Editorial: Pope Francis teaches world leaders a lesson
Surely Pope Francis knew he would be wading into controversy when he announced this month that after 80 years of consideration, Father Junipero Serra was to be made a saint.
The outrage over recognition for Father Serra as “the evangelizer of the West in the United States” was swift in coming. Typical was the comment from UC Berkeley scholar Tony Platt in the Los Angeles Times on Jan. 25 that the decision “represents a profound insult to Native Americans and an injustice to history.”
But if our reading of this remarkable decision is correct, in honoring Father Serra, the astute and street-smart Francis is sending a message to the world about leadership. And the message is this: A truly effective leader must not be cowed by the extreme parties in his own camp.
Francis is, after all, a product of the social justice wing of the Catholic Church, a wing that has championed human rights in Latin America. He personally has chastised wealthy elites for not doing enough to alleviate poverty among the world’s poor.
But when it comes to recognizing the historic significance of Serra, his vision for California and the founding of the state’s missions that to this day frame the state’s economy, Francis was quick to make the case. He signed off on sainthood despite protests from the academic world and many on the left that Serra’s treatment of Native Americans, who declined in population by one-third during his time in California, amounted to genocide.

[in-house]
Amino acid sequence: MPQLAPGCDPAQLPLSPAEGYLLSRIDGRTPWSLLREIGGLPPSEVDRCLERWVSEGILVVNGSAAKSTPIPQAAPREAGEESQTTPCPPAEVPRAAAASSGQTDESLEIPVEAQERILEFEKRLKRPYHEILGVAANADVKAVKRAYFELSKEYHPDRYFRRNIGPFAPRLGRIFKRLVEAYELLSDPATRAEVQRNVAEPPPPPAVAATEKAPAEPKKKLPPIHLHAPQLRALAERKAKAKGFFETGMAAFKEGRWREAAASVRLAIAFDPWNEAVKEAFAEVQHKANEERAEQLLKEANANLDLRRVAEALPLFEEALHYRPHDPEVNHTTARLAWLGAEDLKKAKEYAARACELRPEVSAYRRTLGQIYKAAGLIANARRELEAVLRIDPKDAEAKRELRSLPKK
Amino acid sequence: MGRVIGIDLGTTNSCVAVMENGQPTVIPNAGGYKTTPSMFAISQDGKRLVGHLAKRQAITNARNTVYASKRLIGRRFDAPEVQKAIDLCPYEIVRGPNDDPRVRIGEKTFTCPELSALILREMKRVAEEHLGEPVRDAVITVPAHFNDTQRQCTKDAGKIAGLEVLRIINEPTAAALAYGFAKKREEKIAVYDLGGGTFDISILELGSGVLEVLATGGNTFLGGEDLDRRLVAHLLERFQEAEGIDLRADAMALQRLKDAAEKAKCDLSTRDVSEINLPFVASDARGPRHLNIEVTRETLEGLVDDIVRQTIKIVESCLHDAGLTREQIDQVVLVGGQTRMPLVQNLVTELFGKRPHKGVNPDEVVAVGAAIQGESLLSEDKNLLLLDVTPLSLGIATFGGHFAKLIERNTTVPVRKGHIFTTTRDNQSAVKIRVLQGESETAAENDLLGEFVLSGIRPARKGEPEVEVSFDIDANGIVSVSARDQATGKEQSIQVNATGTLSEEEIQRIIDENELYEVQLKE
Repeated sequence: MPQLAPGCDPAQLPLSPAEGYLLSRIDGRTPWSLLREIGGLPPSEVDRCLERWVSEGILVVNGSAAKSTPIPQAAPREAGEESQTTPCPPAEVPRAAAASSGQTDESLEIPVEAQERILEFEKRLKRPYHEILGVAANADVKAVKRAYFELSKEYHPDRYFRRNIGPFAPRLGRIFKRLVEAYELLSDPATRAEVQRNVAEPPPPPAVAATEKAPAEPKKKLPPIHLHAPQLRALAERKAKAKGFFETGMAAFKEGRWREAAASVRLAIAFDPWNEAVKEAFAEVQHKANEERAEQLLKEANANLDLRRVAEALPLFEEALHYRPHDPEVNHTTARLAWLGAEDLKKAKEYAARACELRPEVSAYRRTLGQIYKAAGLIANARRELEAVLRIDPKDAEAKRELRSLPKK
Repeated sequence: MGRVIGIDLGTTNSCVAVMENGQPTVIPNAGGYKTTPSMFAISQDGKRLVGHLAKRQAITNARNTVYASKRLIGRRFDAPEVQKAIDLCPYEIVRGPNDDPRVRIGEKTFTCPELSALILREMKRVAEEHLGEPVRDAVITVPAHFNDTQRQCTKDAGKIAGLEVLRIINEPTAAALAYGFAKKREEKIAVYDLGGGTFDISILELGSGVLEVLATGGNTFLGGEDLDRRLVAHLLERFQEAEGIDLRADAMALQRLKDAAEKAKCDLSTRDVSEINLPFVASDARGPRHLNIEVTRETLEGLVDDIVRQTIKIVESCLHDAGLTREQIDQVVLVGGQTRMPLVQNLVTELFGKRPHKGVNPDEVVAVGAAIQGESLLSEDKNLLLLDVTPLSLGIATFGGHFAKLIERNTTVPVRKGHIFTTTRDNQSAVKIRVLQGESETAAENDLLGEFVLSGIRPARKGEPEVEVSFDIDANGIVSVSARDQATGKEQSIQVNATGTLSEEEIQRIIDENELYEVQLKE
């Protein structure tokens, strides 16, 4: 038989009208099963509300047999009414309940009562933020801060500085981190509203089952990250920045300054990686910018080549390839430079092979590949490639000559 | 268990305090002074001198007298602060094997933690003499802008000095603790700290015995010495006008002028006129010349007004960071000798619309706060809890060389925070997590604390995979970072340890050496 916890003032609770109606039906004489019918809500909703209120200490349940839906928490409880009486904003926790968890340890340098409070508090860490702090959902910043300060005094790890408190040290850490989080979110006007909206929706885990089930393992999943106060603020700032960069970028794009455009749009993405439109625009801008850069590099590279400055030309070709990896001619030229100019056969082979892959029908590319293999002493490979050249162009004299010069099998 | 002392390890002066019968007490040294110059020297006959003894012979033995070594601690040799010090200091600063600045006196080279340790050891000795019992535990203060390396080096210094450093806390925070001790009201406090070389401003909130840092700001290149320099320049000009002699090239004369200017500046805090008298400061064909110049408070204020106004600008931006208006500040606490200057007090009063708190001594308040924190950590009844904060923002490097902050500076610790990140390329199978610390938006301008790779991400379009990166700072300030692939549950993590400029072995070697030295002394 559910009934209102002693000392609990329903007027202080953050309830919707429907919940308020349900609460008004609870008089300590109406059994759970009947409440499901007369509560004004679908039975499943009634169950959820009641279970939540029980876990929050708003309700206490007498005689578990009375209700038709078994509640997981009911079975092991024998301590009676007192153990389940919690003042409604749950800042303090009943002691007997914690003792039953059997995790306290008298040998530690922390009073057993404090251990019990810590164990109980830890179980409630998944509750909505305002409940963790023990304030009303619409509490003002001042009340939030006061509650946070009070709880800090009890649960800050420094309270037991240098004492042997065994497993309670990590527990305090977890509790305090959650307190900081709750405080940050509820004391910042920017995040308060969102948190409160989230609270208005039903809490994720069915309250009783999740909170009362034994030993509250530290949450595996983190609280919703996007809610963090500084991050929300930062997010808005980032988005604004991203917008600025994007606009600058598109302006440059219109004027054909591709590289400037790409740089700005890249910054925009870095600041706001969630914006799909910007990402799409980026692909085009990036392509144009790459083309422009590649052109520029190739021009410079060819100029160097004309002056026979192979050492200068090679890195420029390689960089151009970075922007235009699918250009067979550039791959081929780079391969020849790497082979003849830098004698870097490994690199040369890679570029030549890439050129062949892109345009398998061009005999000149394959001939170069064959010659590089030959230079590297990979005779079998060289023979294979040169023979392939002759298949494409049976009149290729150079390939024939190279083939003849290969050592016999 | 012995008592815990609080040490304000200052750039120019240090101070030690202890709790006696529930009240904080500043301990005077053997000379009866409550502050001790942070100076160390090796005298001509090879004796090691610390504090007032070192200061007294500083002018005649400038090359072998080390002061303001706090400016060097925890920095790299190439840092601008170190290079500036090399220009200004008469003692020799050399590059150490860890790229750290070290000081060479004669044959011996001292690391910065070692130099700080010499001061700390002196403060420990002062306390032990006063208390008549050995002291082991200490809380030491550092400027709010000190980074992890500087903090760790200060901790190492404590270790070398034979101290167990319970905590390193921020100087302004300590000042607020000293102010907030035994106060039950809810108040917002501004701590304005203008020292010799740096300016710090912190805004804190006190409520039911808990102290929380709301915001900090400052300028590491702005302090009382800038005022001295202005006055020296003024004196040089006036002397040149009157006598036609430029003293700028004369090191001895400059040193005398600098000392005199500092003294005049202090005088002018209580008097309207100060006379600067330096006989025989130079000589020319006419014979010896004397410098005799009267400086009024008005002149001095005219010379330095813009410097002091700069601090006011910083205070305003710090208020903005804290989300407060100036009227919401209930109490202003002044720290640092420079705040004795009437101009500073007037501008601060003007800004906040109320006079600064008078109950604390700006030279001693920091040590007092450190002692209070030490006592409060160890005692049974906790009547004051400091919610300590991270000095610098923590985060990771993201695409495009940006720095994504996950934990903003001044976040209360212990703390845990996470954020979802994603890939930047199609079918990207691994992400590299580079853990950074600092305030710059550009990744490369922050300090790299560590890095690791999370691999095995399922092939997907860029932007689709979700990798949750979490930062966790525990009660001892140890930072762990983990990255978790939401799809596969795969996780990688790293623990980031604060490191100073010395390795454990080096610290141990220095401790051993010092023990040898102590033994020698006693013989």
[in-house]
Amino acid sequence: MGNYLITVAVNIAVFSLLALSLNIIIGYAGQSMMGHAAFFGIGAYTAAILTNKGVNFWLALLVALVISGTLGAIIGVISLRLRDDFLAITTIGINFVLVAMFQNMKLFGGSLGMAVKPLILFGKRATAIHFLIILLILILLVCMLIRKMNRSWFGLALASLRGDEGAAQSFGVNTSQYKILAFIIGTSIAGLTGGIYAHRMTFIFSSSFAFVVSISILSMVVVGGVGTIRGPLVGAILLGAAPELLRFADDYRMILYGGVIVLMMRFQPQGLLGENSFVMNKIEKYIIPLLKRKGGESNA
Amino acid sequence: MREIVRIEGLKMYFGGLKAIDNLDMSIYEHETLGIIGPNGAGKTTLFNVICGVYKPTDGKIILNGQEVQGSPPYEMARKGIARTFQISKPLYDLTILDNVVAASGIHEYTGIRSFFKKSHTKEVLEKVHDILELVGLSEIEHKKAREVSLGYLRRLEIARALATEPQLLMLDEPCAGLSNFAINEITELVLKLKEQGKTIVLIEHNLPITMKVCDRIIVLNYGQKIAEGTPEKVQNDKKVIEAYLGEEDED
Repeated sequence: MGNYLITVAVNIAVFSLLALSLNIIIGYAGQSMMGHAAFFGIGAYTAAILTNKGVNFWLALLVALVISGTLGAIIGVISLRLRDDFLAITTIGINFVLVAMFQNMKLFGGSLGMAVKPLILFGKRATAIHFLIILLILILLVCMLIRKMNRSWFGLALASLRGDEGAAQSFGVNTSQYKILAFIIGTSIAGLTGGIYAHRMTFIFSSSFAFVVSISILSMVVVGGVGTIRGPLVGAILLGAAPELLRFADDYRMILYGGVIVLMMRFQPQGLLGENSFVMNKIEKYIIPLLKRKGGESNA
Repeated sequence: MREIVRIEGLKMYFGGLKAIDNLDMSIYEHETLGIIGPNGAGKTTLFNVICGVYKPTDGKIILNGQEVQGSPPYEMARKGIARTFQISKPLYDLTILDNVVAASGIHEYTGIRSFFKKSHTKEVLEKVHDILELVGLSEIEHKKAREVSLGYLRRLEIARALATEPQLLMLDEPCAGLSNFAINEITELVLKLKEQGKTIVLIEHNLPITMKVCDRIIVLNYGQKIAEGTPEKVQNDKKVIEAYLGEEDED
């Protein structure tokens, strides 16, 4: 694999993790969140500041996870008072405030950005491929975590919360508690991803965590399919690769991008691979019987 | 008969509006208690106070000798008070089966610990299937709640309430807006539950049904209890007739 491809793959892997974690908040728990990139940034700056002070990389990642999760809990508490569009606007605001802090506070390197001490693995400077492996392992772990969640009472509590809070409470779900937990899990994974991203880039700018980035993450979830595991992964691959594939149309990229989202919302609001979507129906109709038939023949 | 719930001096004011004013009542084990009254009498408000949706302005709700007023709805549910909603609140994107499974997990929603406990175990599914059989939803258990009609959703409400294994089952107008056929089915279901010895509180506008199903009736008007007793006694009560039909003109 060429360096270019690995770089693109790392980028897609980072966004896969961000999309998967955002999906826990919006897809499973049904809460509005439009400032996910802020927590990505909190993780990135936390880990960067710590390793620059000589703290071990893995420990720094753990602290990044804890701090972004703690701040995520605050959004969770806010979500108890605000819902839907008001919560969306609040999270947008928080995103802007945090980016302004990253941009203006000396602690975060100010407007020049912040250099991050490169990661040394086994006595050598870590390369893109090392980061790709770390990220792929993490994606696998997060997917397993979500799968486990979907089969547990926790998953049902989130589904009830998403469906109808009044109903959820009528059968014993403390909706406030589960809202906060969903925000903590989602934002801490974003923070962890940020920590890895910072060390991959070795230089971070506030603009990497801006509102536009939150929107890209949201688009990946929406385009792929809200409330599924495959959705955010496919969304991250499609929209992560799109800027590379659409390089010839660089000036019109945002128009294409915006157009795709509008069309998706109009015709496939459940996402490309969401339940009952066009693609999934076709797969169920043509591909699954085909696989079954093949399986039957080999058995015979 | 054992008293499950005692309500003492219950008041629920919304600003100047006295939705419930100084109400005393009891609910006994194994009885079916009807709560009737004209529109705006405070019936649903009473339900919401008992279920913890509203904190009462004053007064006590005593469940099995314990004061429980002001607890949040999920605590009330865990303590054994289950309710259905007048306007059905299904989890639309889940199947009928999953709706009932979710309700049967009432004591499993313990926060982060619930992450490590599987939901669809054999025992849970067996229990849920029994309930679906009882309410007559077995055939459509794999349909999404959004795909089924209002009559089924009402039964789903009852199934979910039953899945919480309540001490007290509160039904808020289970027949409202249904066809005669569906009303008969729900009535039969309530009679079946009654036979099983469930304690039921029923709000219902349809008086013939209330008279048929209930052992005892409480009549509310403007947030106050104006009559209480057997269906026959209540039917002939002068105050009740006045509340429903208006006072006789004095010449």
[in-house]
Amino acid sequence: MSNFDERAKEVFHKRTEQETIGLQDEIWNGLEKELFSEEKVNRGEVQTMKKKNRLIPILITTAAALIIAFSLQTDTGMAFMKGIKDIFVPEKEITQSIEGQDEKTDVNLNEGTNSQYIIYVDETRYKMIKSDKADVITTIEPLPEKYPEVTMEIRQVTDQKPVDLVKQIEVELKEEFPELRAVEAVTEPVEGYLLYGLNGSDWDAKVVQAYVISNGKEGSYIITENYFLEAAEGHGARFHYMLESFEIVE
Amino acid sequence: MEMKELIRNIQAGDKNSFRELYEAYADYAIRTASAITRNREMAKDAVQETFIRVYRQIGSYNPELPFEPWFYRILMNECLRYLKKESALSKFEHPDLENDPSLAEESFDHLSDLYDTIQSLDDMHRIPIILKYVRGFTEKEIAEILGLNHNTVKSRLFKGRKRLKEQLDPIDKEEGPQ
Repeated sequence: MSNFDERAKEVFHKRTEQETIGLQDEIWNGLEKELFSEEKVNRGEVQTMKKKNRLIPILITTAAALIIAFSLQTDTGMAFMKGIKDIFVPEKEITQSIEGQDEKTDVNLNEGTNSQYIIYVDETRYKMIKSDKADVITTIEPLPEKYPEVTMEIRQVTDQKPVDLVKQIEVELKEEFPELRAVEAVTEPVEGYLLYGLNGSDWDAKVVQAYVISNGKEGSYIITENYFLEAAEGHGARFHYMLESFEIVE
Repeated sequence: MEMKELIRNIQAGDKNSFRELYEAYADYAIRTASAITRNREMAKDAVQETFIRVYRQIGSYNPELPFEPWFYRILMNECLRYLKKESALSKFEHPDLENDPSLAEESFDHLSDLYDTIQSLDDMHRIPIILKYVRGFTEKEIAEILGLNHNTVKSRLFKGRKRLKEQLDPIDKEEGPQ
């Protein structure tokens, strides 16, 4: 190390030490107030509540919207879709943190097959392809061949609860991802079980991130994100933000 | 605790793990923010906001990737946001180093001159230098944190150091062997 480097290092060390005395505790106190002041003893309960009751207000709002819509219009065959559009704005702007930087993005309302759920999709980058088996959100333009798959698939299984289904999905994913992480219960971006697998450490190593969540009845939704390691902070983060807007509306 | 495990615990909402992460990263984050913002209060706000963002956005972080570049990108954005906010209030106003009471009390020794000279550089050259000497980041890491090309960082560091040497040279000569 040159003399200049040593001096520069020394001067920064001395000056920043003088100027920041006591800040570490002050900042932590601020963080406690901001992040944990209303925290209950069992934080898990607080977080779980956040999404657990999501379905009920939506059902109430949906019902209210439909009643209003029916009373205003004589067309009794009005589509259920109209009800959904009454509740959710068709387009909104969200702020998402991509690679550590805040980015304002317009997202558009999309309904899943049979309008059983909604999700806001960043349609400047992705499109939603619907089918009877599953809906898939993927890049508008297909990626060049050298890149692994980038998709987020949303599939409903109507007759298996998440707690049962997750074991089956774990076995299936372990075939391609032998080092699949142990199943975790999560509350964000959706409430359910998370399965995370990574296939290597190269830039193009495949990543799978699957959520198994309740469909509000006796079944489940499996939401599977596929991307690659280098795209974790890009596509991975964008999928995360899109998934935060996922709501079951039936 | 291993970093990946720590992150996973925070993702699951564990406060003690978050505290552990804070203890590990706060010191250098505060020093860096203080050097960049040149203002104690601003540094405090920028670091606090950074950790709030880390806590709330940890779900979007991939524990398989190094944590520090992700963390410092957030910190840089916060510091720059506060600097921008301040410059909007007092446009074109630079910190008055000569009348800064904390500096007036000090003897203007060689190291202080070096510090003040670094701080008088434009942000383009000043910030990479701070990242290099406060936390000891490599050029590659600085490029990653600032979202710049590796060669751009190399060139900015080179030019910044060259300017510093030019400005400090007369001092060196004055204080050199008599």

Instead, he accepted the fact that the harm done to Native Americans under Serra was not purposeful and not as impactful as the damage done by Americans in the 19th Century, a fact noted by Westmont College scholar and Serra biographer Gregory Orfalea. Francis placed Serra next in the queue for canonization, despite relatively thin evidence that he actually performed a miracle and after waiving the requirement of evidence for a second heavenly act.
What Francis is telling his peers is that you cannot be held captive by those of your own party. It is not a trivial message.
Can you imagine President Barack Obama wringing concessions from the GOP on a carbon tax in exchange for signing off on Keystone XL? Or Speaker John Boehner gaining a breakthrough on corporate income taxes in return for some small loophole closing? Or an amnesty-plus-deportation deal on immigration in which both Boehner and Obama stand their ground against the far left and far right.
Certainly not. It’s true that Francis doesn’t have to stand for re-election, but he operates in a highly political arena. And he is saying that when you exercise power, you don’t always have to play to your base.